Your Relationship With Fitness
April 01, 2020
April 01, 2020
As active people, fitness plays a significant role in our daily lives. For many, it’s how we start our mornings or end our day, relieve stress and spend time with community. We enjoy the incredible health benefits and the unique feeling of satisfaction that comes only after completing a grueling workout. There’s no question—fitness is and should be a central component of a functional lifestyle.
But for many, the relationship between fitness and function has become unhealthy and disconnected. The intensity of our training sessions has escaped the gym, into our daily lives and become a stressor causing dysfunction, both physically and mentally.
If you’re here, you likely know that creating a functional lifestyle requires placing function at the center of our lives and removing the stressors that result in negative physiological responses (if you don’t, learn more about it here)—this must characterize our fitness practice as well.
Consider for a moment your own relationship with fitness—are there times where your training or performance creates stress? Does the idea of missing a workout prompt anxiety? Are you continually sore without relief? These are signs that it may be time to rethink the role fitness plays in your life.
Reframing our perspective on fitness requires first defining the role it should play in our lives and functional health.
Fitness is a tool to enhance our lives and should never take away from our functional health. More importantly, fitness goes beyond our time and performance in the gym—it represents how we incorporate movement and recovery into all hours of the day for improved health and wellness at the cellular level. Anything less is not optimal.
A fitness routine that causes stress mentally or physically does not achieve this goal nor is it sustainable long-term. The objective of exercise is to purposefully break the body down, which is advantageous only when paired with the recovery needed to rebuild—the reality is that many only have one half of the equation. Day after day, individuals are engaging in intense exercise combined with a lack of sleep, poor diet and minimal exposure to natural light; this is all in addition to unrealistic personal expectations that create further stress. The result: bodies broken at the cellular level, performance plateaus, exhaustion, a lack of motivation and chronic parasympathetic imbalance. The sad truth is that the community most focused on health may actually be creating dysfunction as a result.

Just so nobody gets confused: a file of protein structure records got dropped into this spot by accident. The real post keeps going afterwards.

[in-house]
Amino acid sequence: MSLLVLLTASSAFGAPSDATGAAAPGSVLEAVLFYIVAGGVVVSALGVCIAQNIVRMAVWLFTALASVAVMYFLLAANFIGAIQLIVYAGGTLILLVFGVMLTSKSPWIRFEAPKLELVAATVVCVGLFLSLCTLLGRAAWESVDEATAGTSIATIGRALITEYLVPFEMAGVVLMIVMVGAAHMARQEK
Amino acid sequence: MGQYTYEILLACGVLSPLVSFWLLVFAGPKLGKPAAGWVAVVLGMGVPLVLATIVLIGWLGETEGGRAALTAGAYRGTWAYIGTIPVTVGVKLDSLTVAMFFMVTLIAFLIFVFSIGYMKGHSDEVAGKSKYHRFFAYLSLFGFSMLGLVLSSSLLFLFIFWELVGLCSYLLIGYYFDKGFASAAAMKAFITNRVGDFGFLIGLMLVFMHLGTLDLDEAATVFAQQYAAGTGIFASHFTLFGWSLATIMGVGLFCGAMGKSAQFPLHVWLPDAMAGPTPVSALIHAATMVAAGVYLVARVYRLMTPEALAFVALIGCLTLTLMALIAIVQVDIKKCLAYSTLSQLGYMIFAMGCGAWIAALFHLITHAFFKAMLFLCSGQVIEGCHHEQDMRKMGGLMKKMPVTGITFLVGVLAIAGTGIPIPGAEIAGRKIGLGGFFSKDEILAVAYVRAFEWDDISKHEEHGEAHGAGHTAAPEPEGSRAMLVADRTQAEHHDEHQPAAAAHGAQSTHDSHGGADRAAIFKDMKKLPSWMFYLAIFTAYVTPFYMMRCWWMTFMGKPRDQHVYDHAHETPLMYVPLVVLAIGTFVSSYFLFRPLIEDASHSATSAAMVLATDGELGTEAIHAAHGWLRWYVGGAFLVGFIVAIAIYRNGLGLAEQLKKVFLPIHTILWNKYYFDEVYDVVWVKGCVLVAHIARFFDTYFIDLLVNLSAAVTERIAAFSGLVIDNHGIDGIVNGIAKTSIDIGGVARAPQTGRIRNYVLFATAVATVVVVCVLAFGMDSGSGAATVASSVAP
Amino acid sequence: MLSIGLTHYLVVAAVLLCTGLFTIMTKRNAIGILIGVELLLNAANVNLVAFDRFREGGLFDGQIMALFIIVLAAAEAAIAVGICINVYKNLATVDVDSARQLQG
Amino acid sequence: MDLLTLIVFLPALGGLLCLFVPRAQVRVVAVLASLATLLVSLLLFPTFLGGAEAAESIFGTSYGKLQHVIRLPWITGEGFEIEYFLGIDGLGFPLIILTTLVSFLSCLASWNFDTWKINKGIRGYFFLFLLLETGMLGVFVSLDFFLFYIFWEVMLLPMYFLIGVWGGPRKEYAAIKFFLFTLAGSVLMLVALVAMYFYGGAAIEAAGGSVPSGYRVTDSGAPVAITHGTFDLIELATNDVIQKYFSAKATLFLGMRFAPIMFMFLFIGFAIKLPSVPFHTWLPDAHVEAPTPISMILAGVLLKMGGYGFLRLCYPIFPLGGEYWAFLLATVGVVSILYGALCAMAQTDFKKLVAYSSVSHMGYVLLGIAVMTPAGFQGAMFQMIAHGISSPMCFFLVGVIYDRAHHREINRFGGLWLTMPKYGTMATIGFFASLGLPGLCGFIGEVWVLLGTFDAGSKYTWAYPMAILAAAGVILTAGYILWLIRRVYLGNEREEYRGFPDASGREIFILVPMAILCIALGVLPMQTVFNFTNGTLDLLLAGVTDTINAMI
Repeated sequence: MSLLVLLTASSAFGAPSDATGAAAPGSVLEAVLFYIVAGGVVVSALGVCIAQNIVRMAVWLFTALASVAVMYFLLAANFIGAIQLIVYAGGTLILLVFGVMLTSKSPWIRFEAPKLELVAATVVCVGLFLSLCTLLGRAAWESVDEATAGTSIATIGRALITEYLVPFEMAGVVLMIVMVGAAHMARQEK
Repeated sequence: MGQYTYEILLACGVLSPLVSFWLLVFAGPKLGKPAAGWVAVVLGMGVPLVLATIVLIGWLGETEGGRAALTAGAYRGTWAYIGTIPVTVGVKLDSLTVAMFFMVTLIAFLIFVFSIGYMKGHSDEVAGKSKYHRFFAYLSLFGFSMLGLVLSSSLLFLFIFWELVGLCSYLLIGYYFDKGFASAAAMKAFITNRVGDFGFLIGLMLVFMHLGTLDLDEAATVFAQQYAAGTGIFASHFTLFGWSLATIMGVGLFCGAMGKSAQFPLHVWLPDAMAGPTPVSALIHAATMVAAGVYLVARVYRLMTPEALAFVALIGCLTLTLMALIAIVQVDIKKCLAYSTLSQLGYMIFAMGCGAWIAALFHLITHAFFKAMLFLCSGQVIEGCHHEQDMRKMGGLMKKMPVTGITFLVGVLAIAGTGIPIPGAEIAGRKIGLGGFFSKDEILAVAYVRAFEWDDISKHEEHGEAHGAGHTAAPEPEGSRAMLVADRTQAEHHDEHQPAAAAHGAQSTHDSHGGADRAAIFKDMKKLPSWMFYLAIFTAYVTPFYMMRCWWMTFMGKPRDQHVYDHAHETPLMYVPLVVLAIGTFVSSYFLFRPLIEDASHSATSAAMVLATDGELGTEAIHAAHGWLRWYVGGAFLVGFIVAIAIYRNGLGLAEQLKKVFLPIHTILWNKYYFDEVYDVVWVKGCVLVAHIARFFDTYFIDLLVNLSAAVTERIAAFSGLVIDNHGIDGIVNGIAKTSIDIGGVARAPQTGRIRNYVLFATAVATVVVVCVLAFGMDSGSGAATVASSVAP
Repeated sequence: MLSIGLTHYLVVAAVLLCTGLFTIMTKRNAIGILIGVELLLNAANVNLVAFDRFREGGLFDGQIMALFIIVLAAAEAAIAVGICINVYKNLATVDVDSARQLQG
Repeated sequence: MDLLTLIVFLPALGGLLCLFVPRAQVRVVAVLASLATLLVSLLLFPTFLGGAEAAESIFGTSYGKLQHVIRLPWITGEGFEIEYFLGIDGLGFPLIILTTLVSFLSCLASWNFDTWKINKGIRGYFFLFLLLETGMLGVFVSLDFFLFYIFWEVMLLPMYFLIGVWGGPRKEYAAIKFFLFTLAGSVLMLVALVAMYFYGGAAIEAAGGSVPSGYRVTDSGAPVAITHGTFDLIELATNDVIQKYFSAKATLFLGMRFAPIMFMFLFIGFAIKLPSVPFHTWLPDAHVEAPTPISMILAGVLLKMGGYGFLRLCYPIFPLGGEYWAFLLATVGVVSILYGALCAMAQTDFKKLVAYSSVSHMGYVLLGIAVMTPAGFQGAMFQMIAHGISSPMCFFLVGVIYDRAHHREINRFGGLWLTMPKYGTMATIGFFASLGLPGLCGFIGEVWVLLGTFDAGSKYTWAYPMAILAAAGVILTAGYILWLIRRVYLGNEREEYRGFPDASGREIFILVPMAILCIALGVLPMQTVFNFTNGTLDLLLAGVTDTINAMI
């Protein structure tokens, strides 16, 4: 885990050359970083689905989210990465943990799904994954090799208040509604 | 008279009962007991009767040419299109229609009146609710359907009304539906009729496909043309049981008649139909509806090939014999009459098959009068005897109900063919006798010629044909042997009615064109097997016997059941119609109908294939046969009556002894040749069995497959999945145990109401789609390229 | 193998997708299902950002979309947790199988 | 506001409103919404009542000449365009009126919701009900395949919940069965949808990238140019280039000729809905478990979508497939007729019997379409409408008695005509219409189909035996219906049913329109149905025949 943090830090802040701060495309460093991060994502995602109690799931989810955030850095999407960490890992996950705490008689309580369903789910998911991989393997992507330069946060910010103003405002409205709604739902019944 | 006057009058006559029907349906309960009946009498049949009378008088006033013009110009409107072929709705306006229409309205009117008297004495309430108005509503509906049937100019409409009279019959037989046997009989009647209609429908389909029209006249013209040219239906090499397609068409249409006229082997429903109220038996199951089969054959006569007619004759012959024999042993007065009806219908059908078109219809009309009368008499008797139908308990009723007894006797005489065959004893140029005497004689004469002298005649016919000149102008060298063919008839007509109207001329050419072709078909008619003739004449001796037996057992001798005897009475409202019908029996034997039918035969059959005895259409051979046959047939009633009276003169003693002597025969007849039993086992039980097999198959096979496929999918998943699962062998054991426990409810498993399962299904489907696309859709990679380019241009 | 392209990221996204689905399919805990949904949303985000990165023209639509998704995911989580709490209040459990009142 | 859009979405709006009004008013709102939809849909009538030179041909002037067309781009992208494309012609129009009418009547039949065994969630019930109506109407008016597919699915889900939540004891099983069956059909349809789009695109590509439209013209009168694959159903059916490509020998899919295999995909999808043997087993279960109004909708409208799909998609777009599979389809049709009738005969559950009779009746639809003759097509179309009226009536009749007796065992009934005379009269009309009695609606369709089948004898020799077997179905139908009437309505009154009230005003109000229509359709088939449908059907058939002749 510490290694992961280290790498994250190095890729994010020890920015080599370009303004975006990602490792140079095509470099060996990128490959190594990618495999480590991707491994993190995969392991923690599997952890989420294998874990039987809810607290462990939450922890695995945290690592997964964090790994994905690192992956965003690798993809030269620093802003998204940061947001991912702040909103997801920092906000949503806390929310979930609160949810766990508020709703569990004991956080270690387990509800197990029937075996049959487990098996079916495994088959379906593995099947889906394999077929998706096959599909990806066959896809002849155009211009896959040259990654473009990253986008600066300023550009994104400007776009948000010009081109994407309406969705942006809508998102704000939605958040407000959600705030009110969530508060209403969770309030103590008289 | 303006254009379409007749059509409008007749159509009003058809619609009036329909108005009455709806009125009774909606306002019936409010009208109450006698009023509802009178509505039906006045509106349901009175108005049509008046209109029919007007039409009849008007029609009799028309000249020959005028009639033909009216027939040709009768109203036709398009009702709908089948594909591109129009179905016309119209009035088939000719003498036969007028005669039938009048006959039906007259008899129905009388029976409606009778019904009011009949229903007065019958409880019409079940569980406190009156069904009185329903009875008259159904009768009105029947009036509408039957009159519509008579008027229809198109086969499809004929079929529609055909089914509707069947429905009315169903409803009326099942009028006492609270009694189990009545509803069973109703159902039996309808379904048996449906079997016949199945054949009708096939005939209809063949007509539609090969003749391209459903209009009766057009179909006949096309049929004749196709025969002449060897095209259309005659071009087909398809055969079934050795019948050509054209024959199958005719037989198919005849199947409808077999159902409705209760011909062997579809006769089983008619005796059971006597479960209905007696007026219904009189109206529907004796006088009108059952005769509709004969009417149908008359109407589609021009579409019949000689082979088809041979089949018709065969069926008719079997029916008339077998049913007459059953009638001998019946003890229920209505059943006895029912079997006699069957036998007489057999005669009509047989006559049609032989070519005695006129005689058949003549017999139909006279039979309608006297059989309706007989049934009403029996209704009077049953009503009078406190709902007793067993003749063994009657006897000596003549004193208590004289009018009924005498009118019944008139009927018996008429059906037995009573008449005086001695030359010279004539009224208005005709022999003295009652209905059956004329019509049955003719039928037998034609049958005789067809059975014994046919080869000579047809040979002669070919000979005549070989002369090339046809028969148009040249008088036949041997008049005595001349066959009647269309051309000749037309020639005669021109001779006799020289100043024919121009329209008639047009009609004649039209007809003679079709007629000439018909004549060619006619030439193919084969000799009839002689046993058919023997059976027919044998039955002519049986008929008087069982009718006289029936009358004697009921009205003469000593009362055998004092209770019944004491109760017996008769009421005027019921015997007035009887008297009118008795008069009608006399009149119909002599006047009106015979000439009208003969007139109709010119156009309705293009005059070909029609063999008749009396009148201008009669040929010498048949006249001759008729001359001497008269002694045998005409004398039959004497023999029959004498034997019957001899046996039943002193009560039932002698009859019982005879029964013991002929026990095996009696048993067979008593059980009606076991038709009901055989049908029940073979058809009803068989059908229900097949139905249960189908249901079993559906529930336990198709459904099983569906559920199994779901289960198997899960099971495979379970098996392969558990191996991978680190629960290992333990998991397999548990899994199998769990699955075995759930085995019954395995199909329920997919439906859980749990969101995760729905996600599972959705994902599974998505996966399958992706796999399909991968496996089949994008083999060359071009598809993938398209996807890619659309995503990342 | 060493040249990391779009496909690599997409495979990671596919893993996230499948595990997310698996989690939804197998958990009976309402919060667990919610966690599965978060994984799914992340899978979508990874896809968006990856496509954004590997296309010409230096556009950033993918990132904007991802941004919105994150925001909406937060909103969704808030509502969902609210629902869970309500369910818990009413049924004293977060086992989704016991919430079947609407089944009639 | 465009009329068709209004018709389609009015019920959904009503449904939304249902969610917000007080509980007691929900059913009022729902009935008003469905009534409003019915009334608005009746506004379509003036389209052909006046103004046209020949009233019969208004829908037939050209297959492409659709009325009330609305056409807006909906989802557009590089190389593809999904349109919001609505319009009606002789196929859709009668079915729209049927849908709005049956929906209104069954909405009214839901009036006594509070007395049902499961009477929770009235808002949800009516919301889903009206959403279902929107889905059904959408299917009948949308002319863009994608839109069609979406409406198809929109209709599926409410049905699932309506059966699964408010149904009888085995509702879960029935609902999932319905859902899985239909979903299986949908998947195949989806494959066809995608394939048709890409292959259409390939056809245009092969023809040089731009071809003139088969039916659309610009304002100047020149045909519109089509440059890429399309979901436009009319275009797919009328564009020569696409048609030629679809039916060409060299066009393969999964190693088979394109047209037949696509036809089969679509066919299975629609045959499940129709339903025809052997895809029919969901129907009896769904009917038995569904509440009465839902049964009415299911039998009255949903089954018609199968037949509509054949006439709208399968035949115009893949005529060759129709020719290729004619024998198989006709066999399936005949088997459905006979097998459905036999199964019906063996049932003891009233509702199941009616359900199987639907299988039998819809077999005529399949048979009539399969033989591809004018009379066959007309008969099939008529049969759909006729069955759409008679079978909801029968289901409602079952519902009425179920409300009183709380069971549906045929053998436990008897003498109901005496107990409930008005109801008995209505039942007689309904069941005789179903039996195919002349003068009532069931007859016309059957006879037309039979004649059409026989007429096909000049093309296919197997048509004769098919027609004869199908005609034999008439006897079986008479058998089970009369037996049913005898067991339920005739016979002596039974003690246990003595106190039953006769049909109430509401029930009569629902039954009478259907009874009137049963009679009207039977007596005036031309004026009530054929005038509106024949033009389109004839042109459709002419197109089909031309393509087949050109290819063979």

The solution lies in a reconnection with nature and our physiology—this must occur at the cellular level and requires fueling our mitochondria for optimal function. Fitness is just one aspect of our functional ecosystem, but can be detrimental if not aligned with the needs of our active body—most importantly, recovery. Day in and day out, function must be our focus so we can feel our best and do all things well, all the time. Understanding your specific needs can be achieved through continued self-experimentation, professional guidance and actively tuning into what your body is communicating. For instance, if you feel sore after every workout, this may be an indicator that your intensity is not proportional to recovery—it may be time to dial it back or be more conscious of recovery. If the thought of missing a workout creates anxiety or disrupts your day, it could mean you are prioritizing fitness over other pieces of your functional lifestyle—reevaluating its role is likely the answer. Honest, introspective reflection must be conducted to determine what areas of our fitness practice could be inhibiting function and the potential solutions to promote health. This is the surest way to a fitness practice that works for you, not against you.
While fitness certainly plays an important role in overall function, it can be both positive and negative. When connected with function, fitness can enhance mitochondrial efficiency, increase skeletal muscle mass, and improve mental wellbeing. But, when separated from function, it can result in broken, dysfunctional mitochondria begging for recovery. As active people looking to do all things well, all the time, making sure our relationship with fitness is advantageous to our function is key to cultivating wellness. We must practice constant reevaluation and have an open mind to ensure our fitness routine supports us day in and day out as this is the surest way to long-term health.
And, of course, don’t forget to make it fun and surround yourself with community!